A special word is needed about this curious condition, which accounts for unilateral impairment of vision in over 2% of the population. Any eye casualty officer is familiar with the patient with a foreign body on the cornea of one eye and the other eye being amblyopic. ("How can I drive home with this patch on, doctor?") The words "lazy eye" are sometimes used but in lay terms this can also mean squint.
The eye suffering from amblyopia of disuse shows certain features:
• Impaired Snellen visual acuity but usually able to decipher vertical lines of letters better than horizontal ones.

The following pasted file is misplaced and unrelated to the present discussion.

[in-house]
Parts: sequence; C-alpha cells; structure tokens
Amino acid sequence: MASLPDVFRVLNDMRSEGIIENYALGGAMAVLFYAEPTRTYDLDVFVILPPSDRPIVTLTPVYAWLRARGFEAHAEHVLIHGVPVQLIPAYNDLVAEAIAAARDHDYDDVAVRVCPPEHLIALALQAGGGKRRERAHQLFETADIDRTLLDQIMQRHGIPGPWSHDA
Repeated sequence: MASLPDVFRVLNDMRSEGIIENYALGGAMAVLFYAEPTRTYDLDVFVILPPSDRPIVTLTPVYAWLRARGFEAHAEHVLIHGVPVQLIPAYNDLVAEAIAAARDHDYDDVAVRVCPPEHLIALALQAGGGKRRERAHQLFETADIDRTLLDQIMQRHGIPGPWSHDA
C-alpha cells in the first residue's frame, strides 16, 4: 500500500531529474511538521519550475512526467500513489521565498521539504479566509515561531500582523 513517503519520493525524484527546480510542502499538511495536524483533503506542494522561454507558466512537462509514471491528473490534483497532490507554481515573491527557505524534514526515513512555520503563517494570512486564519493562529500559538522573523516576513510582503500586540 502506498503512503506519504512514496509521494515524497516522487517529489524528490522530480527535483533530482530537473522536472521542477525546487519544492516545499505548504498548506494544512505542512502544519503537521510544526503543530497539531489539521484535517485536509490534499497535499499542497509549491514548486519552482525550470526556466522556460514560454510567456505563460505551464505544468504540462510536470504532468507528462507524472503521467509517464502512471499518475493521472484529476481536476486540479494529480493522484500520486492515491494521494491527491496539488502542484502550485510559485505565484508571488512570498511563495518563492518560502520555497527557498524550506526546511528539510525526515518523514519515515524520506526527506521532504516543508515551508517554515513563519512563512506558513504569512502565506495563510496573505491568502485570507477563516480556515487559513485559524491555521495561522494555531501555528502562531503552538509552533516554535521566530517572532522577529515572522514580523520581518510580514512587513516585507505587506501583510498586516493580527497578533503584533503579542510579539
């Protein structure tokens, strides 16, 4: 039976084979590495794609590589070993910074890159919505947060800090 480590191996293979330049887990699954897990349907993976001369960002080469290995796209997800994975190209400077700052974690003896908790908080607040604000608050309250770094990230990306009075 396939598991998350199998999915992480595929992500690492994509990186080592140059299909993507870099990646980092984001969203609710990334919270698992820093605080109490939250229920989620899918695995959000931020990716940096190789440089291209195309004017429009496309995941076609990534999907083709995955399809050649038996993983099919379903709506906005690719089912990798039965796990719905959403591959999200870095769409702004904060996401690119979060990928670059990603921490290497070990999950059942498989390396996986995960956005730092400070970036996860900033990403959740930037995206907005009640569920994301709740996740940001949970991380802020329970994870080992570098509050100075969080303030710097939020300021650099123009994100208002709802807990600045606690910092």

• Small residual squint or, if not, the affected eye relatively hypermetropic.
• An indefinite central scotoma, which is difficult to assess by routine visual field testing.
• History of poor vision in one eye since childhood.
The diagnosis of amblyopia can be by exclusion but it must never be reached without a careful examination of the eyes. In recent years, there has been a considerable research interest in this subject and there appear to be nerve conduction anomalies in the occipital cortex, which can be induced by visual deprivation.
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